The recommendations are similar to those already in place at WellSpan Interventional Pain Management, according to Dr. To-Nhu Vu, medical director of the York Township practice.

"This is something that, within our system, we have been meeting and talking about for the past five years ... Truly, we're in the middle of an epidemic," she said.

It's time we all acknowledge that and join the effort to deal addiction — wherever it's found.

— The York Dispatch.

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LIBRARIES STILL VALUABLE TO COMMUNITIES:

Columnist Tim Worstall, a British contributor to the Forbes website, made a controversial suggestion last month that provoked a good bit of tongue-wagging and online chatter in response.

Worstall proposed we not merely cut funding to our libraries, but do away with them entirely and issue Amazon Kindles to every citizen instead, each with an unlimited subscription.

"For it's well known that only a small fraction of the population actually reads books at all," Worstall blithely explained, adding libraries became state enterprises because of "the specific attributes of books as physical objects in limited supply in any one location" and that, hence, "perhaps the habit of having these physical libraries with physical books also no longer needs to exist?"

Let's set aside for a minute the wide-eyed technological and free-market utopianism inherent in Worstall's argument, along with the limitations on what you could read even with an "unlimited" Kindle subscription that brings you only 600,000 titles and the fact a large number of people still prefer to read things printed on good, old-fashioned paper (and research has shown readers absorb fewer details and retain less information when they read from a Kindle rather than paper).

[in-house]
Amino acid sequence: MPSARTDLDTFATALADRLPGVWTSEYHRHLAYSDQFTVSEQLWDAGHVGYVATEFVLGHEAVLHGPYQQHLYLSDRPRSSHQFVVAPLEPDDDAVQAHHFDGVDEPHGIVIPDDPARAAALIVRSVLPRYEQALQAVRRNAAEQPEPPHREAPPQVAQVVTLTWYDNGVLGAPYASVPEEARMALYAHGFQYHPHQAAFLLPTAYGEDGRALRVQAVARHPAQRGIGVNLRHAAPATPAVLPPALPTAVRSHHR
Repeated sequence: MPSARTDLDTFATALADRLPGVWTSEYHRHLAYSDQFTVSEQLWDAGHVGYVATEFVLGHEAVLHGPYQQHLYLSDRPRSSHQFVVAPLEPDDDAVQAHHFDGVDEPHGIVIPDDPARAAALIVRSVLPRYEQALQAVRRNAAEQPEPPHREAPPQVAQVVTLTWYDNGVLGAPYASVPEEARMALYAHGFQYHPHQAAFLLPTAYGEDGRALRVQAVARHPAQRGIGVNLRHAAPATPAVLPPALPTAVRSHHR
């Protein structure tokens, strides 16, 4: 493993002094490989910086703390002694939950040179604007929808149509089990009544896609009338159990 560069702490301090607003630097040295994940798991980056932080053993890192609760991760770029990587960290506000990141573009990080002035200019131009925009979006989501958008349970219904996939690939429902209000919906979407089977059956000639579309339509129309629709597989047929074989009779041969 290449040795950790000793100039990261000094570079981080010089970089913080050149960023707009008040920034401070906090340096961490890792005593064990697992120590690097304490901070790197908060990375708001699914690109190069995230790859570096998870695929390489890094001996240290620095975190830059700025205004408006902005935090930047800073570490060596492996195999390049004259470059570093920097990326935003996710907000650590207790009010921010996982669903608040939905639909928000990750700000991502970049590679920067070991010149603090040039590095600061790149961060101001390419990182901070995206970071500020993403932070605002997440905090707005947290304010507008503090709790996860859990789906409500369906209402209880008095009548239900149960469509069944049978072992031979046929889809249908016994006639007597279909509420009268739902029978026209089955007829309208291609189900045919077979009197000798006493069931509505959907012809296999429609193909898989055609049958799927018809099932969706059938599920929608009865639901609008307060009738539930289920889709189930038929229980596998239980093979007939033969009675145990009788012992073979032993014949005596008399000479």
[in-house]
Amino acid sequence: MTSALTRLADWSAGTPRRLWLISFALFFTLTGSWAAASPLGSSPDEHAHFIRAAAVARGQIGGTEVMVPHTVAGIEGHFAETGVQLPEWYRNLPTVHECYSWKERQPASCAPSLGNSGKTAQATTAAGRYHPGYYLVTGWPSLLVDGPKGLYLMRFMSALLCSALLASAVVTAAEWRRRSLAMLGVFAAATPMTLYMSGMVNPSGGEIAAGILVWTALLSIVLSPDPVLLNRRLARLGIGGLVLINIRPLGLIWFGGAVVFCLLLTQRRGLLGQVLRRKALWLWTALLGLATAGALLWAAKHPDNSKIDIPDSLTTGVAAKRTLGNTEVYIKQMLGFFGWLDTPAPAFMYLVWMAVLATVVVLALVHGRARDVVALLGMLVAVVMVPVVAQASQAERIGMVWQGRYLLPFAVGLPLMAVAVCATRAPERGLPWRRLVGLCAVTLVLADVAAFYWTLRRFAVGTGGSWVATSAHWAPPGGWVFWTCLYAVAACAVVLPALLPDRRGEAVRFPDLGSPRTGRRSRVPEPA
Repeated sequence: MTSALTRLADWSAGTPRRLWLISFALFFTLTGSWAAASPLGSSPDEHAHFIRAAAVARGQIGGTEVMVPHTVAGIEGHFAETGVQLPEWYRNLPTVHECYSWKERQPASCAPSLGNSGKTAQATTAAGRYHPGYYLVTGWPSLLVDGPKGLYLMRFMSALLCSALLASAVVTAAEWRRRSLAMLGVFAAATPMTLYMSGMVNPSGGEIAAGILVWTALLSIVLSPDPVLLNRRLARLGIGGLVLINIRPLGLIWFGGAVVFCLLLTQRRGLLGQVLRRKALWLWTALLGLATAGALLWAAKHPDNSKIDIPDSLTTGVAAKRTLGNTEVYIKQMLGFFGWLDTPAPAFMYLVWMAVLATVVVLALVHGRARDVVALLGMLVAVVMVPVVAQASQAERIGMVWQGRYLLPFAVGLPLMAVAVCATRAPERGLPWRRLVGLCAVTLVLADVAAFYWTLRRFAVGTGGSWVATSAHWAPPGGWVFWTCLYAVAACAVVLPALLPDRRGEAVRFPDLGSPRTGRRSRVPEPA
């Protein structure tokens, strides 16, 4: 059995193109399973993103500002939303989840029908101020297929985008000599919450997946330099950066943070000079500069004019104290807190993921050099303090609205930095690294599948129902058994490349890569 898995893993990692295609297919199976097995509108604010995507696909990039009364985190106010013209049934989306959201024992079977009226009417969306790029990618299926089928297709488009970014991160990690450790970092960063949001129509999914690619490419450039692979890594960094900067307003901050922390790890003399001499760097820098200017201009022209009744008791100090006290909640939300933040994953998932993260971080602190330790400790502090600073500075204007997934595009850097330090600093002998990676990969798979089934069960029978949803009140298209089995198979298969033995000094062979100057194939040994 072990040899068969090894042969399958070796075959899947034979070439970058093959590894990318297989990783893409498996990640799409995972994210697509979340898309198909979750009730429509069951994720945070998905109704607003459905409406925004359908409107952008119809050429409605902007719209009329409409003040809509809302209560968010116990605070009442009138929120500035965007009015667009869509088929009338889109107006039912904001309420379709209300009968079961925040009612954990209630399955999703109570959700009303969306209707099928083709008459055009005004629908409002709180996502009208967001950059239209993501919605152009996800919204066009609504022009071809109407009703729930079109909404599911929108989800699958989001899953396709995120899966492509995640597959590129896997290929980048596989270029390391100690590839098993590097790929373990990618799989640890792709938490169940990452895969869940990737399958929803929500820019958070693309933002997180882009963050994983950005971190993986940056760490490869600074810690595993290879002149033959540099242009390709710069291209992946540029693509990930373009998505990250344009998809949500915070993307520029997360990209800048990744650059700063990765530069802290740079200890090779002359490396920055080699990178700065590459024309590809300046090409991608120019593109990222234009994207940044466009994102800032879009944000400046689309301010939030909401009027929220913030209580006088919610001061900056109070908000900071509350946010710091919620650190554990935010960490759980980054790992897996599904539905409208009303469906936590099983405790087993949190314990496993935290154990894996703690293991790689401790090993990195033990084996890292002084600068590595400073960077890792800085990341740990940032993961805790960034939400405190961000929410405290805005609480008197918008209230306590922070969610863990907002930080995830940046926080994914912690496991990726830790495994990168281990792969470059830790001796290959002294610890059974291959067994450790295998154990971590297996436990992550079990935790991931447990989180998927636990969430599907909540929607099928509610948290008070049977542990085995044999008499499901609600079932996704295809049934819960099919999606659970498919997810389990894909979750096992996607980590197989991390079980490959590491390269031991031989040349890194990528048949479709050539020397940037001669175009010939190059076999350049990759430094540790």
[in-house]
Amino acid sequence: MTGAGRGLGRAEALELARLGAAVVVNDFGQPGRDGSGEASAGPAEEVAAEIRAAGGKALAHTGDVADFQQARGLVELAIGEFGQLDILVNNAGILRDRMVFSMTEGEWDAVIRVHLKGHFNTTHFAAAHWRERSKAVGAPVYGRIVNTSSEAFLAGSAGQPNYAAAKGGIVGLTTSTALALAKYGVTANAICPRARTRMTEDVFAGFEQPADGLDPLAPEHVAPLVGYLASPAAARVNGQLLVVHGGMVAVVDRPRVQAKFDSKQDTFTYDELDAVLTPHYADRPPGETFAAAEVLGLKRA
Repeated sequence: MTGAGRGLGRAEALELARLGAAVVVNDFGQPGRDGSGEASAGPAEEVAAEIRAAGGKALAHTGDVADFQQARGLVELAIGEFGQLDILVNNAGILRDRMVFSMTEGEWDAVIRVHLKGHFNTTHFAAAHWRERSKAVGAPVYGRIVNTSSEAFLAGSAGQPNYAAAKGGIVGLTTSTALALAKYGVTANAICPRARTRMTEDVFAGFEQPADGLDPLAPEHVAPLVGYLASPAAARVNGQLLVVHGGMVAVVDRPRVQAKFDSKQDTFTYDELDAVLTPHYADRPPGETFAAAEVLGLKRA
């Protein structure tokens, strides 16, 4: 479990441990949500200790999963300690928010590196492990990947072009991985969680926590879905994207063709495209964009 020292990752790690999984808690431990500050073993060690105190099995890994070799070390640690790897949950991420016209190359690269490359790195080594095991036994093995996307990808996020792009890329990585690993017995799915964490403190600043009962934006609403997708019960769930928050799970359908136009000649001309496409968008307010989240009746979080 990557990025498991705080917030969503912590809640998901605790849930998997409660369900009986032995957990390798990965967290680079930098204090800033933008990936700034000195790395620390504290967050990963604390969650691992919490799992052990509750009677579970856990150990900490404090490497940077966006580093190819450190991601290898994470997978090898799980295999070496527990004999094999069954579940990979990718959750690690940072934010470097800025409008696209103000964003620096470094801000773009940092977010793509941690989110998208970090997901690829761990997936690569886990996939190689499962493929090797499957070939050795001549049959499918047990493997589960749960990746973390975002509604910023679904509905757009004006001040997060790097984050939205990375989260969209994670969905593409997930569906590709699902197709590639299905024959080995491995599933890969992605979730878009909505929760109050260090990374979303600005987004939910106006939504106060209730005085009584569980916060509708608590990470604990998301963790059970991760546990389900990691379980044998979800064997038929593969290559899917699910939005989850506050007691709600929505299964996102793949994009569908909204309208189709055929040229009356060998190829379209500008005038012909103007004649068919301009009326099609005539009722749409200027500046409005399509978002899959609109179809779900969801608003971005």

Stories that appeared in the Observer-Reporter on Sunday and Monday outlined how libraries in our community, and elsewhere, still are valuable assets and are evolving into institutions that offer a great deal more than dusty volumes that are hastily thumbed at term-paper time.

In fact, one has to wonder if Worstall has even visited a library lately.

On Sunday, Staff writer Karen Mansfield detailed how, along with books, libraries are becoming all-purpose media centers where patrons can download an assortment of material, including books and magazines. For people still wedded to consuming their movies and music from artifacts, there are DVDs and compact discs. By teaming up with other libraries, patrons are no longer restricted to what the library down the block has on its shelves.

Libraries are also places where people and community organizations can meet and individuals can freely access computers and the Internet. As Mansfield's story noted, in the overwhelming majority of the communities in which they are located, libraries are the only place where the public can use computers and get on the Internet at no cost.